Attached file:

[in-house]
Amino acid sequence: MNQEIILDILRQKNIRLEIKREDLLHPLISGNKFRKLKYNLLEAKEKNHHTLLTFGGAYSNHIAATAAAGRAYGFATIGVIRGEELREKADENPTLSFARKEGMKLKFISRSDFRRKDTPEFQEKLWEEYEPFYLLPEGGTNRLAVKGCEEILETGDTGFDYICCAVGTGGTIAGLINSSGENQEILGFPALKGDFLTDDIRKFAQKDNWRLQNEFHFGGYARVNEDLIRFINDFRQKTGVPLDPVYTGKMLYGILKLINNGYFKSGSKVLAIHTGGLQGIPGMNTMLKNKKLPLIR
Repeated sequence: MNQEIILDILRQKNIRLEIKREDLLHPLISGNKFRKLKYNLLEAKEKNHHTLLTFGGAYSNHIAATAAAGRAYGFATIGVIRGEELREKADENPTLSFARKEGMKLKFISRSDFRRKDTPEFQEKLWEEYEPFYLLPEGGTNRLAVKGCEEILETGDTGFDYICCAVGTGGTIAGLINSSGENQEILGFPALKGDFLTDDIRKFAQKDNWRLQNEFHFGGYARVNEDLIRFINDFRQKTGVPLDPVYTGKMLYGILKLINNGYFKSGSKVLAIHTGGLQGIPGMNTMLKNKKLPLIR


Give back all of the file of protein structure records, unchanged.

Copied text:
[in-house]
Amino acid sequence: MNQEIILDILRQKNIRLEIKREDLLHPLISGNKFRKLKYNLLEAKEKNHHTLLTFGGAYSNHIAATAAAGRAYGFATIGVIRGEELREKADENPTLSFARKEGMKLKFISRSDFRRKDTPEFQEKLWEEYEPFYLLPEGGTNRLAVKGCEEILETGDTGFDYICCAVGTGGTIAGLINSSGENQEILGFPALKGDFLTDDIRKFAQKDNWRLQNEFHFGGYARVNEDLIRFINDFRQKTGVPLDPVYTGKMLYGILKLINNGYFKSGSKVLAIHTGGLQGIPGMNTMLKNKKLPLIR
Repeated sequence: MNQEIILDILRQKNIRLEIKREDLLHPLISGNKFRKLKYNLLEAKEKNHHTLLTFGGAYSNHIAATAAAGRAYGFATIGVIRGEELREKADENPTLSFARKEGMKLKFISRSDFRRKDTPEFQEKLWEEYEPFYLLPEGGTNRLAVKGCEEILETGDTGFDYICCAVGTGGTIAGLINSSGENQEILGFPALKGDFLTDDIRKFAQKDNWRLQNEFHFGGYARVNEDLIRFINDFRQKTGVPLDPVYTGKMLYGILKLINNGYFKSGSKVLAIHTGGLQGIPGMNTMLKNKKLPLIR